King George Hospital superintendent Dr T Ravi Raju supports WHO data saying India will become a leading county in terms of number of cases of diabetes and heart and kidney ailments. The average life span of an Indian was 37 years before Independence and now it has gone up to 65. "Continents were wiped due to cholera, malaria, tetanus and other communicable diseases but India could control them. Polio, cholera and small pox has been eradicated from the country. Before they could get heart and other non-infectious diseases, Indians were dying of communicable diseases. In heart diseases, the cases in India are nine times higher than that of Japan and six times more than that of US," he says.
Health experts say that the change in pattern of diseases is not necessarily due to the change in lifestyle or stress but Indians are genetically more prone to heart diseases than those living in any other developing country. About 15 per
cent of Indians are suffering from diabetes and in another 20 years, the percentage could go up to 20 per cent.

Monday, 19 May 2008

600th birthday fete: Annamayya has all in a spell


May 19, 2008
By Syed Akbar
Hyderabad, May 18: The sleepy village of Tallapaka, 100 km from the temple town of Tirupati, came to life on Sunday with devotional musicians, singers, poets, writers and artistes descending there from all over the world. The village has no economic activity worth mentioning. And yet the name Tallapaka spells magic and weaves images of a saint-poet, who was born there 600 years ago to the day.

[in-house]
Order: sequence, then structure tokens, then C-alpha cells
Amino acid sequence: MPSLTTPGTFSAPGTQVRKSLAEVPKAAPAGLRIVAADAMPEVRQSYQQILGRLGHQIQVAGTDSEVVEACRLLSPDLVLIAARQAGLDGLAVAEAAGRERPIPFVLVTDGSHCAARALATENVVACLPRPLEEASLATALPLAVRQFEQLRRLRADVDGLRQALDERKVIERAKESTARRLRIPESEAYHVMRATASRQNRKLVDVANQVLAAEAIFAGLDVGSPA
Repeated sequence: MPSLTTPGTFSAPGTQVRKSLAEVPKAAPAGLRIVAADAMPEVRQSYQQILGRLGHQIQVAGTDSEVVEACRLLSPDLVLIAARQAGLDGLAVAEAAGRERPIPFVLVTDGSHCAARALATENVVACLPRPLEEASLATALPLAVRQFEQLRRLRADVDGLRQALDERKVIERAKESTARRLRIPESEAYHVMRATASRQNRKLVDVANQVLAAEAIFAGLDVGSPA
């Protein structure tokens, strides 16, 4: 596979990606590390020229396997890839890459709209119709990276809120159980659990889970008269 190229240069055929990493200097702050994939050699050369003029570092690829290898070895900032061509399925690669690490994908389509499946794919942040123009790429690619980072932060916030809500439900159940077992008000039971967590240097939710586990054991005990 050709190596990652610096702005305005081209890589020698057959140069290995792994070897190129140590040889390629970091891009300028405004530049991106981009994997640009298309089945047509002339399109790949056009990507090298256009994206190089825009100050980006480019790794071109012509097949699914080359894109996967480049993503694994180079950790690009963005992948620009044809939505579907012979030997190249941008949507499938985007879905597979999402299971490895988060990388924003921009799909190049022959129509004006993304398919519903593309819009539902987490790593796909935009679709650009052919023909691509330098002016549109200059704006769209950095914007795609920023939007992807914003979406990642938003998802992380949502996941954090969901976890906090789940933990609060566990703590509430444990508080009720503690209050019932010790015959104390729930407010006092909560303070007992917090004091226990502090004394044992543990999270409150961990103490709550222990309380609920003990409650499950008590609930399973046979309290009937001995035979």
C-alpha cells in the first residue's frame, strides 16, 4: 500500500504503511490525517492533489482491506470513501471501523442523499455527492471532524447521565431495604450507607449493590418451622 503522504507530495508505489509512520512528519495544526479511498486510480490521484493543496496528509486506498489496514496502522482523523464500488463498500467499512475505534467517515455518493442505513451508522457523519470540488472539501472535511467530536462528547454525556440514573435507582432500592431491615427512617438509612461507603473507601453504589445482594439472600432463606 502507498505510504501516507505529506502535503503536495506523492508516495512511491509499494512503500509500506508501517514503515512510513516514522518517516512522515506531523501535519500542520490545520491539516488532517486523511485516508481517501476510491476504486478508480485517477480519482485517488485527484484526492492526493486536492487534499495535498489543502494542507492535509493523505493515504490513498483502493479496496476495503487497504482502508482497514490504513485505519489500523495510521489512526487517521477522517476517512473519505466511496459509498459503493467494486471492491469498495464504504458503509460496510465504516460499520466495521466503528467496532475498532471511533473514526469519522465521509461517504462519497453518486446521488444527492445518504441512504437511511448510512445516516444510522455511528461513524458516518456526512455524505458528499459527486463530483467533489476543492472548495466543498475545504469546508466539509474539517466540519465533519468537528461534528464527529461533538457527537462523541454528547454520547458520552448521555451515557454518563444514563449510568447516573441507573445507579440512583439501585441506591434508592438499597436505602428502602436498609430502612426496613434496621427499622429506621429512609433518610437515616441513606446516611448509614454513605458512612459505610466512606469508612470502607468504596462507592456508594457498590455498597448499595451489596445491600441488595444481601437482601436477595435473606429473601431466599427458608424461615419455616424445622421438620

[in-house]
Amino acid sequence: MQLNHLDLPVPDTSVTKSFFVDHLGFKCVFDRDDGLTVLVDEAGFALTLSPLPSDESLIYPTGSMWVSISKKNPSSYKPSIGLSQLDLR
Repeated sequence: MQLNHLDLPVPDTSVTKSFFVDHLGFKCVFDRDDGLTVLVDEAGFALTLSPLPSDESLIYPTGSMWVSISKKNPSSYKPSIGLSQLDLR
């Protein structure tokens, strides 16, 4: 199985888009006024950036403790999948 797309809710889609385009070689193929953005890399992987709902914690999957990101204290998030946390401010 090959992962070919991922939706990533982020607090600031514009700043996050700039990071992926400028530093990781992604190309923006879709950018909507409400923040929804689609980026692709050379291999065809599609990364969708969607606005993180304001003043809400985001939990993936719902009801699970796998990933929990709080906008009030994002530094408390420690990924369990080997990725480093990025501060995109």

The saint-poet, Sri Tallapaka Annamacharya, had left a lasting imprint on devotional music with his 32,000 devotional songs or sankeertanas composed in the praise of Venkateswara, the presiding deity of the Tirumala Hills in Tirupati.
Come Monday and composers, poets, musicians and the devout will celebrate the 600th birth anniversary of Annamacharya or Annamayya in his village. The government has spruced up the dusty village in Rajampet mandal of Kadapa district as mark of respect and devotion to Annamayya.
“The Tirumala Tirupati Devasthanams is busy obtaining technical recognition from Sri Venkateswara University to streamline research activities with a techno-academic outlook,” says TTD chairman B Karunakar Reddy. “ As of now, more than 50 dissertations have been produced by different universities.” A contemporary of saint Kabir, Annamayya devoted his life to singing the praises of Venkateswara, who is regarded as encompassing the power of Vishnu, Shiva and Aadi Shakthi. Not many know that Annamayya had also rendered the Ramayana in dwipada (rhyming couplets). Until Annamayya composed hymns in Telugu, the presiding deity was worshipped and praised in Sanskrit and Tamil.
The TTD executive officer, Mr K.V. Ramanachari, told this correspondent that the board would hold year-long celebrations to mark the birth anniversary. “This is Annamayya year. We are implementing an ambitious programme to perpetuate his memory and to popularise his compositions in India and abroad,” Mr Ramanachari said.
The idea behind celebrating the anniversary is to show the present generation the greatness of Telugu culture. “Young people should know about Annamayya and his compositions. This will inculcate in them a sense of devotion and hard work,” Mr Karunakar Reddy said. Annamayya was the first composer (vaggeyakara) in Telugu and created a system of music which was adopted by saint composers like Tyagaraja and Kshetraiah. The Annamayya tradition is still followed all over the world.